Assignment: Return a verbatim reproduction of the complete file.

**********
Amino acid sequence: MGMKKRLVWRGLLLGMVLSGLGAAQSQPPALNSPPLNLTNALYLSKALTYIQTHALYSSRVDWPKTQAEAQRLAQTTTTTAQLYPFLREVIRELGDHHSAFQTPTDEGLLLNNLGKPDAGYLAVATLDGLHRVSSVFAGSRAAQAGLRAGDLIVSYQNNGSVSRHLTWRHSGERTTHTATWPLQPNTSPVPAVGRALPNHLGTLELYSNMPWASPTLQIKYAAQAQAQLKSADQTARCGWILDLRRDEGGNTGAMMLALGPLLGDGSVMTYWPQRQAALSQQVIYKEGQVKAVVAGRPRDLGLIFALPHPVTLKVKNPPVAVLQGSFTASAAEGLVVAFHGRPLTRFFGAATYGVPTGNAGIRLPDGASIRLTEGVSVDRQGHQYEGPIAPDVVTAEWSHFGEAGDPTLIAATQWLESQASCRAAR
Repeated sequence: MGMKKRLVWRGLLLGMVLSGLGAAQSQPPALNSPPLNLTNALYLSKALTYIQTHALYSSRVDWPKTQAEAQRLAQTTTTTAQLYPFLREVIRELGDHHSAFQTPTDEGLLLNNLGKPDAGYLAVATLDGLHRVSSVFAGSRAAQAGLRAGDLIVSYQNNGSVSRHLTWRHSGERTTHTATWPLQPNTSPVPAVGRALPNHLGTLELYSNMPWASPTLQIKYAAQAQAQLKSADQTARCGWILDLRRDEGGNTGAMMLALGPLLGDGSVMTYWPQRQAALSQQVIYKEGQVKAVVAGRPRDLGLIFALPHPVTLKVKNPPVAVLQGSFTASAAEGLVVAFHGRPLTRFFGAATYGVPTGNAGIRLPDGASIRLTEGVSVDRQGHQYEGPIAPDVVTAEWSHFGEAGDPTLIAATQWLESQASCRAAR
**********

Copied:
Amino acid sequence: MGMKKRLVWRGLLLGMVLSGLGAAQSQPPALNSPPLNLTNALYLSKALTYIQTHALYSSRVDWPKTQAEAQRLAQTTTTTAQLYPFLREVIRELGDHHSAFQTPTDEGLLLNNLGKPDAGYLAVATLDGLHRVSSVFAGSRAAQAGLRAGDLIVSYQNNGSVSRHLTWRHSGERTTHTATWPLQPNTSPVPAVGRALPNHLGTLELYSNMPWASPTLQIKYAAQAQAQLKSADQTARCGWILDLRRDEGGNTGAMMLALGPLLGDGSVMTYWPQRQAALSQQVIYKEGQVKAVVAGRPRDLGLIFALPHPVTLKVKNPPVAVLQGSFTASAAEGLVVAFHGRPLTRFFGAATYGVPTGNAGIRLPDGASIRLTEGVSVDRQGHQYEGPIAPDVVTAEWSHFGEAGDPTLIAATQWLESQASCRAAR
Repeated sequence: MGMKKRLVWRGLLLGMVLSGLGAAQSQPPALNSPPLNLTNALYLSKALTYIQTHALYSSRVDWPKTQAEAQRLAQTTTTTAQLYPFLREVIRELGDHHSAFQTPTDEGLLLNNLGKPDAGYLAVATLDGLHRVSSVFAGSRAAQAGLRAGDLIVSYQNNGSVSRHLTWRHSGERTTHTATWPLQPNTSPVPAVGRALPNHLGTLELYSNMPWASPTLQIKYAAQAQAQLKSADQTARCGWILDLRRDEGGNTGAMMLALGPLLGDGSVMTYWPQRQAALSQQVIYKEGQVKAVVAGRPRDLGLIFALPHPVTLKVKNPPVAVLQGSFTASAAEGLVVAFHGRPLTRFFGAATYGVPTGNAGIRLPDGASIRLTEGVSVDRQGHQYEGPIAPDVVTAEWSHFGEAGDPTLIAATQWLESQASCRAAR